Clarke Willmott LLP
Laurence Lacey, partner in the commercial property team at national law firm Clarke Willmott LLP, shares his thoughts on the implications for new commercial developments and re-purposing of existing buildings and estates following the publication of the Energy White Paper.
The term “green development” has been around for several decades. Green development considers the social and environmental impact of either a new or re-purposing of an existing development through the lens of three guiding pillars. Firstly, does the development address the values of community taking into consideration cultural sensitivities. Secondly, what environmental impact will the development have in protecting or damaging the ecosystem the development resides. Thirdly, what resources are being used in terms of energy usage and carbon neutrality.
With this in mind I was interested to see how the Energy White Paper would support and positively impact the drive for greener developments. Some commentators have described the Paper as the biggest announcement in the energy sector since the Electricity Act of 1989 and if you look at how energy was generated then compared to now, the marketplace has totally been turned on its head with green energy generation now dominating.
The paper articulates how it will transform energy, support a green recovery from Covid-19 and create a fairer deal for consumers with specific actions to support objectives. We should not underestimate the long-term impact of Covid-19 on the commercial property sector. In many respects the Paper forms part of a larger agenda including the 10 Point Green Industrial Plan and National Infrastructure Strategy, all of which supports the acceleration of greener developments, not just new build, also retrofit or repurposing.
Over recent months, due to Covid-19 and the acceleration of on-line businesses towns and cities across the UK are undergoing significant change with swathes of retail estate becoming empty and surplus to requirement.
You just have to look at the growing list of retailers going into administration in 2020 including Arcadia Group (444 stores), Debenhams (124), Jager (423), Harveys (105), Brighthouse (240) just to name but a few, to see the impact this will have. In addition, many office-based businesses are reviewing the way they work with increasing numbers stating they will not need the amount of space they currently have.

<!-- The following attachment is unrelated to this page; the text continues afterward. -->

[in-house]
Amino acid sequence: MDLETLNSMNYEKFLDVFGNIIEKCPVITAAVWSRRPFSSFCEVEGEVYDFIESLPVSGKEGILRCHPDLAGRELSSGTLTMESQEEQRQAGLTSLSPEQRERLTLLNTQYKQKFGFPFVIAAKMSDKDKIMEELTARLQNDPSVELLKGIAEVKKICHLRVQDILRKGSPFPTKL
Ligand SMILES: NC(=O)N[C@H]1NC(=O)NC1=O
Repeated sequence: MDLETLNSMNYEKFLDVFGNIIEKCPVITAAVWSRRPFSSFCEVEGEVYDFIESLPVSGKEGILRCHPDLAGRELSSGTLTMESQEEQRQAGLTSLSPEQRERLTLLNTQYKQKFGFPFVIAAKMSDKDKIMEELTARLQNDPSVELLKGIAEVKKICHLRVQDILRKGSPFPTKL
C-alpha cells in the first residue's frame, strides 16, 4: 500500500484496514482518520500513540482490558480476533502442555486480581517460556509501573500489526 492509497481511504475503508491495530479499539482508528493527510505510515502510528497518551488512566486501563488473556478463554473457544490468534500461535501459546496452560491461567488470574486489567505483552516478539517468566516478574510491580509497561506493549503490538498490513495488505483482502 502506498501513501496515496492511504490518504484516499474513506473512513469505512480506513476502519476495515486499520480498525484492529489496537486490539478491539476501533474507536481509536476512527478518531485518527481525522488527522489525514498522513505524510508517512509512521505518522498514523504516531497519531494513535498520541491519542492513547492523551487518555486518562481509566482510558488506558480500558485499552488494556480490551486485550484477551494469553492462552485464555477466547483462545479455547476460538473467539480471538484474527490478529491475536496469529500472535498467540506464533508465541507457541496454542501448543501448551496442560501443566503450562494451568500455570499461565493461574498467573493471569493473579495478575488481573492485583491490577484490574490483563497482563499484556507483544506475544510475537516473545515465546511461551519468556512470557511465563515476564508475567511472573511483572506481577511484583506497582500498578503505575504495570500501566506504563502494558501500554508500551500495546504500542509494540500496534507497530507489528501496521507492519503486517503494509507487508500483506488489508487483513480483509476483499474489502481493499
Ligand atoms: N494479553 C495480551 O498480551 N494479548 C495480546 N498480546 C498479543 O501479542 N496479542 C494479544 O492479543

With this backdrop this creates a challenge and opportunity for developers, landlords and investors alike of existing commercial properties. Yes, there will be a disruption in revenue, but it also gives an opening to undertake work on these buildings to become carbon neutral.
There is a view that I share that if a building is not carbon neutral within the next 15 or maybe 10 years’ time, they could be stranded assets with significantly reduced financial value. With 80% of existing buildings going to be around in 2050 according to the Green Building Council urgent action is needed. With empty offices and retail outlets, developers and landlords have an opportunity to engage and work with prospective tenants who are increasingly looking at their own carbon footprint to ensure the place they work form is not just fit for purpose, aesthetically pleasing but is net zero.
When looking at new commercial developments, the direction of Government travel is clear with the commitment to make homes, hospitals and workplaces more energy efficient. The ramping up of installation of heat pumps from 30,000 per year to 600,000 per year by 2028; the requirement that all non-domestic properties to be EPC Band B by 2030; and the opportunities of hydrogen being introduced in the gas network amongst other measures mean developers will need to fully embrace the “Green Development Revolution” which had already started before the Energy White Paper. Even today new developments whether office, industrial or warehousing which are in progress are not as energy efficient or forward thinking as they could be, potentially placing the landlord in a difficult situation in a relatively short time frame.
At Clarke Willmott we have always supported client aspirations to create amazing and financially viable developments. We look forward to guiding them through the changing environmental landscape with new legislation and requirements to be introduced in the coming years helping to create sustainable developments and communities.
Clarke Willmott is a national law firm with offices in Birmingham, Bristol, Cardiff, London, Manchester, Southampton and Taunton.
For more information visit www.clarkewillmott.com